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Copyright © 2011 by The McGraw-Hill Companies, Inc. All rights reserved. McGraw-Hill/Irwin Chapter 7 Intercompany Transfers of Services and Noncurrent.

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Presentation on theme: "Copyright © 2011 by The McGraw-Hill Companies, Inc. All rights reserved. McGraw-Hill/Irwin Chapter 7 Intercompany Transfers of Services and Noncurrent."— Presentation transcript:

1 Copyright © 2011 by The McGraw-Hill Companies, Inc. All rights reserved. McGraw-Hill/Irwin Chapter 7 Intercompany Transfers of Services and Noncurrent Assets

2 7-2 Learning Objective 1 Understand and explain concepts associated with transfers of long-term assets and services. Understand and explain concepts associated with transfers of long-term assets and services.

3 7-3 Summary of GAAP Requirements for Preparing Consolidated Statements  All intercompany transactions must be eliminated in consolidation.  The full amount of unrealized intercompany profit or gain must be eliminated. The deferral is shared with NCI shareholders in upstream transactions.

4 7-4 Big Picture: The Consolidated Perspective  From a consolidated viewpoint, the reported amount for a fixed asset cannot change merely because the asset has been moved to a different location within the consolidated group.  Objective: Undo the transfer. Make it appear as if we only changed the estimated useful life of asset. P S Long-term Asset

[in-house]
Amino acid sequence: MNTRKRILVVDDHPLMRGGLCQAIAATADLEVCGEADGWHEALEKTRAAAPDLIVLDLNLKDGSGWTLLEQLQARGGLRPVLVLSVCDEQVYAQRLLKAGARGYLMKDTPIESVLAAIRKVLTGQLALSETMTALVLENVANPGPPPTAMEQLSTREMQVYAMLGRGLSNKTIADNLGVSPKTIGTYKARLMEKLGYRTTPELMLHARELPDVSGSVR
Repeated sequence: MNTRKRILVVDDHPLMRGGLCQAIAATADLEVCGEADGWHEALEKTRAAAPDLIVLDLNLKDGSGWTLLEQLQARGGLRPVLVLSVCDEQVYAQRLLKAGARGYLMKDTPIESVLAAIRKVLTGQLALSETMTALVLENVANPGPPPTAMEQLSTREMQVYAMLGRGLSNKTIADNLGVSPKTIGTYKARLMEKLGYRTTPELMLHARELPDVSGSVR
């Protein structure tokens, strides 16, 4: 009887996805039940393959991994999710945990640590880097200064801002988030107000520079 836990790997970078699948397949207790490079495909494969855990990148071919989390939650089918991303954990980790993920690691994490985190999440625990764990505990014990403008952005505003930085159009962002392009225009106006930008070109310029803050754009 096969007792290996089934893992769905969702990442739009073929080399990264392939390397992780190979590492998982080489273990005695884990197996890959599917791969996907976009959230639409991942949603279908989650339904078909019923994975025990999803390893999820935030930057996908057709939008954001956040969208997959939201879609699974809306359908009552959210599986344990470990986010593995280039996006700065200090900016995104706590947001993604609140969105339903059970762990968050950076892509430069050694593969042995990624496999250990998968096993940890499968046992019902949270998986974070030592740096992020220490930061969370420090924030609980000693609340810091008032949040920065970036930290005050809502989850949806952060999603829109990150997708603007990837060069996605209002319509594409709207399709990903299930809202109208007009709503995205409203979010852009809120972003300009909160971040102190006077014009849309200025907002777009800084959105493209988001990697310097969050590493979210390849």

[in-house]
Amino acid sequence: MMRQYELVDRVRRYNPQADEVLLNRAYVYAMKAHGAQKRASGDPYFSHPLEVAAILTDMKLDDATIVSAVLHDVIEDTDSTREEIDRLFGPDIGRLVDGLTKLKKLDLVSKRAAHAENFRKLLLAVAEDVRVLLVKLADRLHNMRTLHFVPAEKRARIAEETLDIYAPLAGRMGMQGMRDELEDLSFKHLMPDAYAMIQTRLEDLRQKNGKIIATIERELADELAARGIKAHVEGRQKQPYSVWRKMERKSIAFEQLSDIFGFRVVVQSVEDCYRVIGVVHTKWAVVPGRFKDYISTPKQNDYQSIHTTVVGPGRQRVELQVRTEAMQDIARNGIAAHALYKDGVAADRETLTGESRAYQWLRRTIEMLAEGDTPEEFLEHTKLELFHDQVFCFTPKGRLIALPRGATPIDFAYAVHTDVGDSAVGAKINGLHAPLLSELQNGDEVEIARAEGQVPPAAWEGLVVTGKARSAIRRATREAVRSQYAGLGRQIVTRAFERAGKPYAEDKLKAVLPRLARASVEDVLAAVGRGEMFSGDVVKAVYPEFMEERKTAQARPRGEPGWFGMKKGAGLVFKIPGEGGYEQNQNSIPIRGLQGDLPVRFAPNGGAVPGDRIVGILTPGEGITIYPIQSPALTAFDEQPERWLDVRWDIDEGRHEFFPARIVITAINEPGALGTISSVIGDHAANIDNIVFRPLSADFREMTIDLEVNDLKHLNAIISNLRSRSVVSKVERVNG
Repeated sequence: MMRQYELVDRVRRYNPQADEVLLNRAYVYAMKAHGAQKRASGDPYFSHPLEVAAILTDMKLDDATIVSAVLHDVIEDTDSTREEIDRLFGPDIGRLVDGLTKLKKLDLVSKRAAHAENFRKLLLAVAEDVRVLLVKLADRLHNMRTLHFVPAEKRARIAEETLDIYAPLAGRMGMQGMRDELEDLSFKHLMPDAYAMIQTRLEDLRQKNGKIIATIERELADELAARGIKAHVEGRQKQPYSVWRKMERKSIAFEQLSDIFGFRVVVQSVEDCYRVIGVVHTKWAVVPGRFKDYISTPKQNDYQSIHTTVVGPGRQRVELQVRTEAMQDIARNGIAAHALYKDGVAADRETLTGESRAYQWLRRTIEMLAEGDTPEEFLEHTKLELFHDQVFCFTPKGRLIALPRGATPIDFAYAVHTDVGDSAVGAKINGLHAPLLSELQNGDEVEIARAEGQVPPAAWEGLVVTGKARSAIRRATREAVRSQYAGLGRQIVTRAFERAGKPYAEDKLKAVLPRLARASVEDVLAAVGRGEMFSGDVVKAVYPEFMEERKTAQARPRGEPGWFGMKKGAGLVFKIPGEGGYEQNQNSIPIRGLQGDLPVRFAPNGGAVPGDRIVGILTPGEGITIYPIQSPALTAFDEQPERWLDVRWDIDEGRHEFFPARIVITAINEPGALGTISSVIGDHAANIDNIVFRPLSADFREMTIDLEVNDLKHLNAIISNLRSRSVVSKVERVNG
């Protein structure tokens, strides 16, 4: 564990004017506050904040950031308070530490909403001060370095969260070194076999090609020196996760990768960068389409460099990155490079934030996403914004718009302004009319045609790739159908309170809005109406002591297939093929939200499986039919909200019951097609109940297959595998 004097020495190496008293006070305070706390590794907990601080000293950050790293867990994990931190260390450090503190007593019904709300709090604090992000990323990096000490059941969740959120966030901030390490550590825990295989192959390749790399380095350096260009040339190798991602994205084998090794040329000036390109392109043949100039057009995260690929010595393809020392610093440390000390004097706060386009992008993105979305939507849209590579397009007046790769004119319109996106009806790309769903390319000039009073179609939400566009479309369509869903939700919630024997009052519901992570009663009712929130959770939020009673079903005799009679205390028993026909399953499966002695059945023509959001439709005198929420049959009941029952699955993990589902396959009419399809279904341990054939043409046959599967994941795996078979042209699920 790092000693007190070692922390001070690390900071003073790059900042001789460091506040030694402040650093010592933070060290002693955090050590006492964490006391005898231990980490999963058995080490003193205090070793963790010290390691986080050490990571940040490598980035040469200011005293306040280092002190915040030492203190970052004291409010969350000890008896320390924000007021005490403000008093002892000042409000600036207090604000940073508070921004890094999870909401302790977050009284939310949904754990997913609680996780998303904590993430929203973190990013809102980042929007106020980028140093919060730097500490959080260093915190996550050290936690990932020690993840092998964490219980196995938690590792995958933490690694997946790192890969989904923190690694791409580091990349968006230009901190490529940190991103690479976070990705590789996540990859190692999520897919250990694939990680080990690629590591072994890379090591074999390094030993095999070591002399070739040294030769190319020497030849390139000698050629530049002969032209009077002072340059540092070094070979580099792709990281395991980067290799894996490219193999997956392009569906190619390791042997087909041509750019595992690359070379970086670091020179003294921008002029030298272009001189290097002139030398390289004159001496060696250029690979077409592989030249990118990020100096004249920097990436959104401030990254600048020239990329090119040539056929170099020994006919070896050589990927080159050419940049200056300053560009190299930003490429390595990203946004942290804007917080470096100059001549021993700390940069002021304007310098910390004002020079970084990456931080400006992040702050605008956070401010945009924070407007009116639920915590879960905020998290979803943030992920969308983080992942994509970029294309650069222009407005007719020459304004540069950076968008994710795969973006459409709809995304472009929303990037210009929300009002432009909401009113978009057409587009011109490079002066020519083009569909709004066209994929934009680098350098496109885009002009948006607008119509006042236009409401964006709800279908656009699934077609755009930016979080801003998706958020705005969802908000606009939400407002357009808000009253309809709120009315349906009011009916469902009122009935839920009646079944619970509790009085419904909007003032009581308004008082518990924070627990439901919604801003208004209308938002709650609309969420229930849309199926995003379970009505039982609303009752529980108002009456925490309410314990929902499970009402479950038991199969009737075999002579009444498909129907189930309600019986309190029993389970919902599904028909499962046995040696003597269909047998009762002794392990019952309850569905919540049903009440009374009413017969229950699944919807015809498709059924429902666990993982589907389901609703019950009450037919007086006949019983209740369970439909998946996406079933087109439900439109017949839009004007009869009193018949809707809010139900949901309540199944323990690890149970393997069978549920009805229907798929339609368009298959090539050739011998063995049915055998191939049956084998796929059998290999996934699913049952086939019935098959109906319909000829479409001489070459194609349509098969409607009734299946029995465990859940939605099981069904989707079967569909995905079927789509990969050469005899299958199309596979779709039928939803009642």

5 7-5 Different Asset Types  Non-depreciable Assets The transfer of non-depreciable assets is very similar to the transfer of inventory Eliminate gains like unrealized gross profit  Depreciable Assets Eliminate the seller’s gain Adjust transferred asset back to old basis Adjust depreciation back to what it would have otherwise been if the original owner had depreciated the asset based on the revised estimate of useful life

6 7-6 Intercompany Transfers of Services  When one company purchases services from a related company, the purchaser typically records an expense and the seller records a revenue. In the consolidation worksheet, an eliminating entry would be needed to reduce both revenue (debit) and expense (credit). Because the revenue and expense are equal and both are eliminated, income is unaffected by the elimination. The elimination is still important because otherwise both revenues and expenses are overstated.